The normal method I will follow when presenting Aristotles thought is as follows. First, I will tell you where we are in Aristotles argument. Second, I will quote Aristotle himself from his book Topics. Third, I will explain what he said. Fourth, I will explain any problems or differences of opinion that exist. If you follow the links at the end, you will reach the next commentary. This commentary begins with Book 1. No previous knowledge of Aristotle is necessary at this point.
Our treatise proposes to find a line of inquiry whereby we shall be able to reason from reputable opinions about any subject presented to us, and also shall ourselves, when putting forward an argument, avoid saying anything contrary to it. First, then, we must say what deduction is, and what its varieties are, in order to grasp dialectical deduction- for this is the object of our search in the treatise before us.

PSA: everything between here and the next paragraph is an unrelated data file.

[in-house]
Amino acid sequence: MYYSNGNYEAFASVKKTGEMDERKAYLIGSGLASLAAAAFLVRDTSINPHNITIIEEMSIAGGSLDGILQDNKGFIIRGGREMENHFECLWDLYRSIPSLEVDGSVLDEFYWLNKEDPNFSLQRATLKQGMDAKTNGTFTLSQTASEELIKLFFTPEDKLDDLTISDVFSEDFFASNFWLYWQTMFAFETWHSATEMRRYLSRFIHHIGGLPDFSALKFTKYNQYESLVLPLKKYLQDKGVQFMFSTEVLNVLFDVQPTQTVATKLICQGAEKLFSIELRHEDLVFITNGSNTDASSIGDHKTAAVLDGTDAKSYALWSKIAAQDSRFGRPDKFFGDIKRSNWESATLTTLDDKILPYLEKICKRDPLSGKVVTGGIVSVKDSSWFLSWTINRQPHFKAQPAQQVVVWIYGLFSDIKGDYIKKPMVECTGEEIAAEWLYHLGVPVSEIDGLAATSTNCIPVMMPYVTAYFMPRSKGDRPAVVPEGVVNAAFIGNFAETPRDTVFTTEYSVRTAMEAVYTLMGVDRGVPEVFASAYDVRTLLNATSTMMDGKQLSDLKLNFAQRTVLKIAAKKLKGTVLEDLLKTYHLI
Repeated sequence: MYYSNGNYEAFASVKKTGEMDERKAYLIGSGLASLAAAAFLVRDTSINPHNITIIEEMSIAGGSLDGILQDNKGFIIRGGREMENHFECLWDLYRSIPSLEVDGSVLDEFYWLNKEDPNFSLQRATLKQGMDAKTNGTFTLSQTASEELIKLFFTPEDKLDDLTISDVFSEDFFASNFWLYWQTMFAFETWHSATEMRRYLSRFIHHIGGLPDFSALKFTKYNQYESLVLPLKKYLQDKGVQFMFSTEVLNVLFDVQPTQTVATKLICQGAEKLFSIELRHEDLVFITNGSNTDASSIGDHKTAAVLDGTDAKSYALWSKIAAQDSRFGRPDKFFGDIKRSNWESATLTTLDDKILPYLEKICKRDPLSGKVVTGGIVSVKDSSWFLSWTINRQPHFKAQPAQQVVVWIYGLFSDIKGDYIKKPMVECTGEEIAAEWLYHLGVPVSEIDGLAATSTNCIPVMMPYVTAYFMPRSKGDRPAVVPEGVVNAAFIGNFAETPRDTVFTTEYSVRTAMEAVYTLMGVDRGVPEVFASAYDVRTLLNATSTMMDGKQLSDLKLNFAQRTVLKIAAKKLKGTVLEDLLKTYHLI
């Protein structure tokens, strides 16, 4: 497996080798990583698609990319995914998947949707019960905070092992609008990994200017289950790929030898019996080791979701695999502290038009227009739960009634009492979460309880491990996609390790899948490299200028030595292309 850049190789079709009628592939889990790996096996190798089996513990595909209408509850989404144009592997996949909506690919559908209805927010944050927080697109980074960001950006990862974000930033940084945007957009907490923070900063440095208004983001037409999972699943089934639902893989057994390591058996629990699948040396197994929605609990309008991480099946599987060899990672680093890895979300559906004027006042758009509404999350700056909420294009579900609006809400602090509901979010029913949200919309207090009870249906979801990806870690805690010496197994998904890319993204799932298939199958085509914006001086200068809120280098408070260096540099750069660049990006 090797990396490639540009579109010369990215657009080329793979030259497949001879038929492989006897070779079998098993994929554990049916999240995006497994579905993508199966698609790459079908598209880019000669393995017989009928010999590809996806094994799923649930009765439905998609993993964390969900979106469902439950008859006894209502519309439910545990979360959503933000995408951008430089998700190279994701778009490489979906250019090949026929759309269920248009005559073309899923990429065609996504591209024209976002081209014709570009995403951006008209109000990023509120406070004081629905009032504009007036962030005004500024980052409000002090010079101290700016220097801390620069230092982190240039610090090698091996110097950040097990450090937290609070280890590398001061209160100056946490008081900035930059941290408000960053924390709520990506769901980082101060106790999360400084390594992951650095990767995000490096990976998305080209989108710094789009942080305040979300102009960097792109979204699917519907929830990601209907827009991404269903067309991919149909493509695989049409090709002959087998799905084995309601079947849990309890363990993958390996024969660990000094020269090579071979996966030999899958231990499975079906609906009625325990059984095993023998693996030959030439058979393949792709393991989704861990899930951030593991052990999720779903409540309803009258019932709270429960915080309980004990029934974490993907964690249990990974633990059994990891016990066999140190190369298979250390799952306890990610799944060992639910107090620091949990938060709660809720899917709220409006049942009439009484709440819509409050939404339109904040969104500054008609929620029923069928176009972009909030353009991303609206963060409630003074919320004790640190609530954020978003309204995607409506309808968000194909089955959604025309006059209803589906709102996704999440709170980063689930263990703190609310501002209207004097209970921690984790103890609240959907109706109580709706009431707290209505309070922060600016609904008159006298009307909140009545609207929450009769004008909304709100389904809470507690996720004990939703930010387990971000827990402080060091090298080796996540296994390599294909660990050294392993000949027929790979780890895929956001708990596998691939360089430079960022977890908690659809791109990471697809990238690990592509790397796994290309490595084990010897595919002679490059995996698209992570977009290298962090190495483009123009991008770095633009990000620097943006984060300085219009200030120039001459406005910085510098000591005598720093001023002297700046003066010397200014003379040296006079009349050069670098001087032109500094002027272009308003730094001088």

This is the an introduction to the Topics themselves. Aristotle is claiming that his book Topics will teach us a particular kind of skill. It will teach us how to argue using opinions that everyone agrees on and argue without contradicting ourselves. In order to learn this skill, we need to know what we will be learning. Aristotle calls this particular skill dialectical deduction. So in order to learn this new skill we first have to know what deduction is, and what the various forms of deduction are.